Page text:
Future Earth Coasts

FEC Fellows Session: Dynamic Coasts

Coastal systems and regional seas are constantly changing as a result of biophysical and socio‐economic activities. The Future Earth Coasts (FEC) theme ‘Dynamic Coasts’ is focused on synthesizing existing understanding of the changing state of coasts in terms of risks and future trends. It aims to explore answers to the following questions:

  • What are the trajectories of change to the environment and societies at the coast?
  • What are the limits and thresholds of change to ecosystem function and services?

The FEC Fellows Session ‘Dynamic Coasts’ took place online on 2 March. The workshop gathered a panel of respectful, highly-anticipated FEC academy members to share their perspectives on the thematic area. Three FEC fellows specialized in the thematic area presented their studies.

Dr. Xiaoyu Fang, director of FEC from IPO China moderated the session. She highlighted that ‘FEC Fellows Session’ is a platform to establish effective mentorships between FEC academy and fellows. She thanked the attendees from FEC academy for their generosity to help the next generation of coastal scientists to network, increase and hone skills, and to be effective communicators.

Prof. Nalin Wukramana

Prof. Nalin Wukramana from Department of Civil Engineering at the Open University of Sri Lanka, introduced FEC and the legacy of LOICZ (Land-Ocean Interactions in the Coastal Zone). He emphasized the importance to link the LOICZ project legacy to existing Coastal Zone Management networks with the idea of ‘Act local, think global’. He encouraged FEC fellows to leverage advances in technologies by applying tools such as Google Earth, Global data and models. He suggested to revisit past disaster scenarios and strengthen links to governance and management.

Professor Colin Woodroffe

Professor Colin Woodroffe, Chair of the Commission on Coastal Systems (International Geographical Union), has served on the Scientific Steering Committee of the LOICZ core project of IGBP. He shared his experience in working as a lead author on the coastal chapter in the IPCC Fourth Assessment report in 2007. He highlighted multiscale nature of coastal processes and observational techniques and summarized that looking back at the past and monitoring are two important ways to better understand future coasts.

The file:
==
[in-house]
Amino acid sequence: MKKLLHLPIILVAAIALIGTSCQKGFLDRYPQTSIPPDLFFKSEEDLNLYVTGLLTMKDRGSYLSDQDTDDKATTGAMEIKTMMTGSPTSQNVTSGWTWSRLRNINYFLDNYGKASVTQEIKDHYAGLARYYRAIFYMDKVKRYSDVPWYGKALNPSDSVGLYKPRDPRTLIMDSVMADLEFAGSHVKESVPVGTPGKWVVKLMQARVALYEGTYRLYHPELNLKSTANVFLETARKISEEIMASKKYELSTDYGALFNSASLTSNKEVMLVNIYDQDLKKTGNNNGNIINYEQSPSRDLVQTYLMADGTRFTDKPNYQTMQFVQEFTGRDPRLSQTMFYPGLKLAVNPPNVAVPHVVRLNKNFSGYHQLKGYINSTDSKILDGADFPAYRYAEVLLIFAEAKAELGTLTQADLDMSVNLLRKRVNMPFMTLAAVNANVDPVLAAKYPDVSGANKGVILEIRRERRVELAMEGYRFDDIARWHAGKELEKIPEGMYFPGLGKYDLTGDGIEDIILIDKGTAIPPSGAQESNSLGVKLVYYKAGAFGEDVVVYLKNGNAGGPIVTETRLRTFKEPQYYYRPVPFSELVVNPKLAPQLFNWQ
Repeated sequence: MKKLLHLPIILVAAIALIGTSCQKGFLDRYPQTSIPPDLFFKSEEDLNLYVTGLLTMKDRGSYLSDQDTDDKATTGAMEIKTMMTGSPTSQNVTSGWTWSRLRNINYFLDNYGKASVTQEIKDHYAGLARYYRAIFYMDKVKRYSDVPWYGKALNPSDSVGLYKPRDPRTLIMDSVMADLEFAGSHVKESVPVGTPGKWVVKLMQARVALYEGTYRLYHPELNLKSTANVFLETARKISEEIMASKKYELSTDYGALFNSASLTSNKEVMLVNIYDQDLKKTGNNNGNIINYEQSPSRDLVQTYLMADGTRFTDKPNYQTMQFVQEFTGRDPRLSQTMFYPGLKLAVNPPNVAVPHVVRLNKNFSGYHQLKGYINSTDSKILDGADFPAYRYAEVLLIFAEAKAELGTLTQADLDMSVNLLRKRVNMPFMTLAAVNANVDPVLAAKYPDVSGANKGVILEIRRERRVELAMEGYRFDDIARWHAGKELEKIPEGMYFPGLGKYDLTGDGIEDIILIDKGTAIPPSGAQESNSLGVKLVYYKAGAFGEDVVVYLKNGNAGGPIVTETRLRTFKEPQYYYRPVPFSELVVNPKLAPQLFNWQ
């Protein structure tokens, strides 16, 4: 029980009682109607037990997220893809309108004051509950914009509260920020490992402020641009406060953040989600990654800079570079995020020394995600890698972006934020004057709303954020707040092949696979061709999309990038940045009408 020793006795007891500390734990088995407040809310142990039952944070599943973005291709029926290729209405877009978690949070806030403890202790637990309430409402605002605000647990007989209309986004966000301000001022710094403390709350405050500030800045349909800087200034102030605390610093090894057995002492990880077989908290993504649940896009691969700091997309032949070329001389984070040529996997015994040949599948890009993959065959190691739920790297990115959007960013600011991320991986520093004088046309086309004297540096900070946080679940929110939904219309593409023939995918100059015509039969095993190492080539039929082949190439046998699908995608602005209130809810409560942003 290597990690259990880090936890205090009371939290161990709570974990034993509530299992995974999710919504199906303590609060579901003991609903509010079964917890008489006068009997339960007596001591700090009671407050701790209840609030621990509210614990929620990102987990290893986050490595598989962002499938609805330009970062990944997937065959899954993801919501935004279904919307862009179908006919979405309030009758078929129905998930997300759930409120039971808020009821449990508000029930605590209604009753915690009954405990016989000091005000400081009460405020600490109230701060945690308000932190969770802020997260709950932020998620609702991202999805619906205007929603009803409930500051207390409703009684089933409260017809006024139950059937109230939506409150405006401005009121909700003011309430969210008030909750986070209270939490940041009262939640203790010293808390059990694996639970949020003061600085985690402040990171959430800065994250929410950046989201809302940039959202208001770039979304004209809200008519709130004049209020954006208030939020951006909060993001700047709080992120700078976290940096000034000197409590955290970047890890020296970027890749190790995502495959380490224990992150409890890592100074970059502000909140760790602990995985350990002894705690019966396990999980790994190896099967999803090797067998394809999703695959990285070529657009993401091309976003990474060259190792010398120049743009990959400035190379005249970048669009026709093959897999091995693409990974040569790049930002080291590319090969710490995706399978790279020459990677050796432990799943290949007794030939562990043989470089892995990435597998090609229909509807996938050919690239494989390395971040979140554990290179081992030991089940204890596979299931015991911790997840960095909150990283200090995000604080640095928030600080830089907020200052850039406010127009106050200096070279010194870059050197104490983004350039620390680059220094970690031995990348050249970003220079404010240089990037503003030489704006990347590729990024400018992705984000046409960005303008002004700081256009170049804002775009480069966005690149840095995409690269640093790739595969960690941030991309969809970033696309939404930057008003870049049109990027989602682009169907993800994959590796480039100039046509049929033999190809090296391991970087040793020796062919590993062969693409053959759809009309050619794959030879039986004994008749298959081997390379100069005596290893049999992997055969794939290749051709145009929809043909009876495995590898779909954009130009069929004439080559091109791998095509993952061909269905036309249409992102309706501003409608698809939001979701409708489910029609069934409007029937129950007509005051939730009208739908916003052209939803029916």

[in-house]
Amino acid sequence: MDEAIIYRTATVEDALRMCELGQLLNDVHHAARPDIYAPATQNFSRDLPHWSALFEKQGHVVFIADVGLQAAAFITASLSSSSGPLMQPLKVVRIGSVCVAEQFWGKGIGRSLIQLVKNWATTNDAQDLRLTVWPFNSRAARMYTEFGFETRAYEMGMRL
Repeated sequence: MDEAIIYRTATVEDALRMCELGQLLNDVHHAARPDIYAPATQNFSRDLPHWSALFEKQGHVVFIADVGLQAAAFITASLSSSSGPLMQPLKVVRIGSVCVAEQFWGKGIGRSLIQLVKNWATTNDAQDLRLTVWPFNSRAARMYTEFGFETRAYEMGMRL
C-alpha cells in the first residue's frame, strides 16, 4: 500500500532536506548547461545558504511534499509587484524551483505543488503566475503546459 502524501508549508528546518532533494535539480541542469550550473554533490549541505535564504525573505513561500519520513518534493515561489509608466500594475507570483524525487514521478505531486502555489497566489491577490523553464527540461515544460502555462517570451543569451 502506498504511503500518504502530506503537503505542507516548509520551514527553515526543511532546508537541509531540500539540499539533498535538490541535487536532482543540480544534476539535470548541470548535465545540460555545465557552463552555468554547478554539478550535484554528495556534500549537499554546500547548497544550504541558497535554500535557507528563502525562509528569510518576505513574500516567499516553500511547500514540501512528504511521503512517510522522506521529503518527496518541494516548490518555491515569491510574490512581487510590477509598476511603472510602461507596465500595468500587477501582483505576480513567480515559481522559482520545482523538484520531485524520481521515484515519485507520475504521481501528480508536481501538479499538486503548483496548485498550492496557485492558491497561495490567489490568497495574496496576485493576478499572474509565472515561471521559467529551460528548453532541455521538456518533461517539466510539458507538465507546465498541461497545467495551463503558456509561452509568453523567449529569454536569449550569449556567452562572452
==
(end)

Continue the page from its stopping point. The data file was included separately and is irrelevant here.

Dr. Sebastian Ferse

Dr. Sebastian Ferse shared his view that we are addressing ‘a moving target’ in the Anthropocene course. We are challenged with new and unprecedented ecosystem functions and services with profound implications not only for management, but also for the services that humanity derives from dynamic coasts. A futuring approach needs to be developed. He urged a closer engagement between science and society that includes novel configurations and creative joint visioning and a closer involvement of costal communities that live with ‘dynamic coasts’.

Prof. Shu Gao

Academy member Prof. Shu Gao from Nanjing University and East China Normal University is engaged in research activities with a focus on marine sediment dynamics. He expressed the willingness to help the next generation of coastal scientists to increase skills.

Dr. Dhritiraj Sengupta

Dr. Dhritiraj Sengupta from Geography and Environmental Sciences, University of Southampton, discussed the impact of coastal land reclamation, and its implication for the broader concept of climate change adaptation and urban resilience. By using Google Earth Engine, he inverted the dataset designed to look at changing water distribution and instead looked at it from the perspective of the land. Eventually, he mapped the Global Coastal Land Reclamation in the 21st Century.

Mr. Blessing Charuka

Blessing Charuka from ACECoR, University of Cape Coast, introduced his research on investigating shoreline responses to groyne fields through the case analysis of Blekusu in Ghana. He concluded that sand beaches are highly dynamic ecosystems that respond to geographical, environmental and economic facts as well as policies and strategies.

Dr. Xinchen Wang

Dr. Xinchen Wang from Hohai University, investigated the morphological evolution of typical estuarine wetland. Her team carried out a case study in the Jiuduansha Shoaland discovered spatiotemporal dynamics of S. alterniflora invasion and tidal creek networks. They also explored the relationship between tidal creek networks and invasive species at landscape scales and forecast the vegetation cover and topography for the next ten years.

This workshop set stage for FEC researchers to showcase their innovative approaches to investigate ‘dynamic coasts’ in Anthropocene. FEC will continue the effort to facilitate knowledge and experience sharing between elderly and younger generations of coastal scientists.



More From This Category…